5 Key Aspects of Converting PSD to WordPress
Got a beautiful website design made in Adobe Photoshop? Well, if you are reading this article, you are probably looking to convert your PSD design into WordPress.
The ever-growing competition makes it quite mandatory for a business to establish a strong online presence to reach out to a wider market. And nothing beats WordPress for making that happen. There are, well, many reasons for choosing WordPress over other content management systems, where ease of use being the biggest one.
A majority of webmasters are using WordPress for building their websites and setting a strong foundation on the internet for their bricks-and-mortar businesses. It allows you to easily and conveniently create sites regardless of the niche you are choosing. Moreover, it is flexible and comes with a wide range of themes and plugins (for extending the functionality of your website) to choose from.
Converting PSD to WordPress
Converting PSD designs to WP has become a common practice. Probably you want to give your website a customized look or plan on adding unique appearance to your site. Whatever your reason may be, converting PSD to WordPress offers a plethora of benefits including enhanced usability, easy management, unique and customized look and more.
Today, we are here to explain the steps involved in converting PSD design to a WP site.
Step 1: Slicing the PSD File
In order to convert the designs to WP theme, you need to slice your design into different files first. Reason? Well, a single PSD design will be huge for the website and would take a lot of time to load. Moreover, you will also need to connect different segments with different behavior due to the functionality of each module of the design. Therefore, it is better to slice up your PSD file first. The main files of the template are header, footer, background, menu, and sidebar.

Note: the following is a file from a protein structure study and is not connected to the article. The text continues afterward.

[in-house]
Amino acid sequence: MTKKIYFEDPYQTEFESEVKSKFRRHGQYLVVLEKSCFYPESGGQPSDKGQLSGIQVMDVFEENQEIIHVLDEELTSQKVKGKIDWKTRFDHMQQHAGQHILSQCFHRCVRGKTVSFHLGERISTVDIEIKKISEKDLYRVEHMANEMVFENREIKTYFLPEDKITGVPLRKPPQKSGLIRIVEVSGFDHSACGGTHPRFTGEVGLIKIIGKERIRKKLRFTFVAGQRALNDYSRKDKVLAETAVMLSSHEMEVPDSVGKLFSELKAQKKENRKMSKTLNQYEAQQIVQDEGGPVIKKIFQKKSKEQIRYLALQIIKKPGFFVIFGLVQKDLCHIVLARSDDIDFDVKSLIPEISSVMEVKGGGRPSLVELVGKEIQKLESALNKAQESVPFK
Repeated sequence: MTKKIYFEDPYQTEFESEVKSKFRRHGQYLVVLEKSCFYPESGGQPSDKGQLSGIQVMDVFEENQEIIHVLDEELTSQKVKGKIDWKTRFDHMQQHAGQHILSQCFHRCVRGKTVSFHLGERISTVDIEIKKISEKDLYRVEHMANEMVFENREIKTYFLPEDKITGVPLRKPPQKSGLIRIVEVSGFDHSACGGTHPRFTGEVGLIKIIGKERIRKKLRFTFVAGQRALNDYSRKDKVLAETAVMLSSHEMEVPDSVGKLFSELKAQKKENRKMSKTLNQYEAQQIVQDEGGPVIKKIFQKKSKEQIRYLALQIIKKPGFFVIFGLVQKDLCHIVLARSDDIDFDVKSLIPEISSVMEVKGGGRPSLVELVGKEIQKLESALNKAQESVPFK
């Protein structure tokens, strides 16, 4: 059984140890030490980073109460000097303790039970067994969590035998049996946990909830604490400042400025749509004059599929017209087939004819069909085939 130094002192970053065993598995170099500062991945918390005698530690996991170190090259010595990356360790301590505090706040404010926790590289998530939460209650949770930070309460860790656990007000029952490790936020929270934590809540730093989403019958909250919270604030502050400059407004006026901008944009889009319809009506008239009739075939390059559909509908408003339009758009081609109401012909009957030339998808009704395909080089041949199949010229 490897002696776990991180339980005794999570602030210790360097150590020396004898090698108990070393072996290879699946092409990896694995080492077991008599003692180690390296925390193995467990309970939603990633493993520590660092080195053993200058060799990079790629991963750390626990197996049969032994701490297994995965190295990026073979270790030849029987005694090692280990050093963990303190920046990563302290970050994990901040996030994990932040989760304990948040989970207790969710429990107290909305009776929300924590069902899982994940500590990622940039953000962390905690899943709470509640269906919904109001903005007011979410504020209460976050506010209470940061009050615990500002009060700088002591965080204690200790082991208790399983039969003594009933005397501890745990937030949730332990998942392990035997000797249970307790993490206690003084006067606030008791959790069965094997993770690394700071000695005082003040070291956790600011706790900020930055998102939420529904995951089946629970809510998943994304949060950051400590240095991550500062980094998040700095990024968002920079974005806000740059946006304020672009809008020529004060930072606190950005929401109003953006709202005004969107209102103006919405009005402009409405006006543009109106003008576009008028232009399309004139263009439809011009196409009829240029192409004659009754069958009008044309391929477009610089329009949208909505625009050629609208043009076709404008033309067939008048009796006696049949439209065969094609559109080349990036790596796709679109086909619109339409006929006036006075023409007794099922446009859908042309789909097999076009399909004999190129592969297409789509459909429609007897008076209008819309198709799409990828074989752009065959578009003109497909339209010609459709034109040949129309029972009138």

Make sure you cut the file in a logical manner. You cannot slice it up randomly. Create different modules such as header along with the navigation menu and footer can be a different module. You can also make use of Adobe Photoshop's built-in feature to slice the PSD file. Also, you need to save the files as JPG or PNG.
Step 2: Creating HTML and CSS Files
From the sliced files, you need to create static HTML and CSS template. Use your favorite software to create style.css and index.html files and then save these two files into a folder named “Name-of-the-template folder”. Also, save all the used images in the images folder inside the template folder.
Step 3: Breaking HTML file into WordPress theme files
This is where you will start getting the feel of WordPress theme. Once you have created the HTML file, you need to break it into different theme files such as archive.php, category.php, comments.php, index.php, page.php, footer.php, header.php, single.php, 404.php, sidebar.php and more.
All you need to do is to create relevant files with a .php extension and copy the relevant code into these files from HTML files and hit save. Yes, it's that simple!
However, make sure you keep all the code between PHP tags i.e.
/** all the relevant code*/
This ensures that your files are work as they should.
Step 4: Adding WordPress tags
Convert all your PHP files into WordPress theme files. For this conversion, you would need to add WP tags and functions. Well, you might be aware of WordPress tags and functions.
WordPress comes with built-in functions and tags to prevent you from creating detailed functions to make things work on your WP website. As an instance, you want to display latest posts on your homepage. However, to do so, you need to write a function that adds this functionality. Fortunately, WordPress has got your back. All you need to use instead is use this wp_get_recent_posts($args, $output) function to show latest posts on your homepage. Similarly, there are various other functions available for each functionality that can be used without writing any functions file.
You can check the documentation that WP offers to integrate various WordPress tags.
Step 5: Adding files to a folder
Congratulations, you have successfully converted your PSD design into a WordPress theme.
Testing: Test the template you have created to check whether or not it's working the way you designed it.
Once your testing is done, you can play around to try out new things with it.
Emily Johns is a WordPress Developer by Profession and Writer by hobby. She Works for Wordsuccor Ltd., which provides servies to Convert PSD to WordPress all around the world. If you also need to hire a WordPress developer you can connect with her on Google+, Facebook, and Twitter.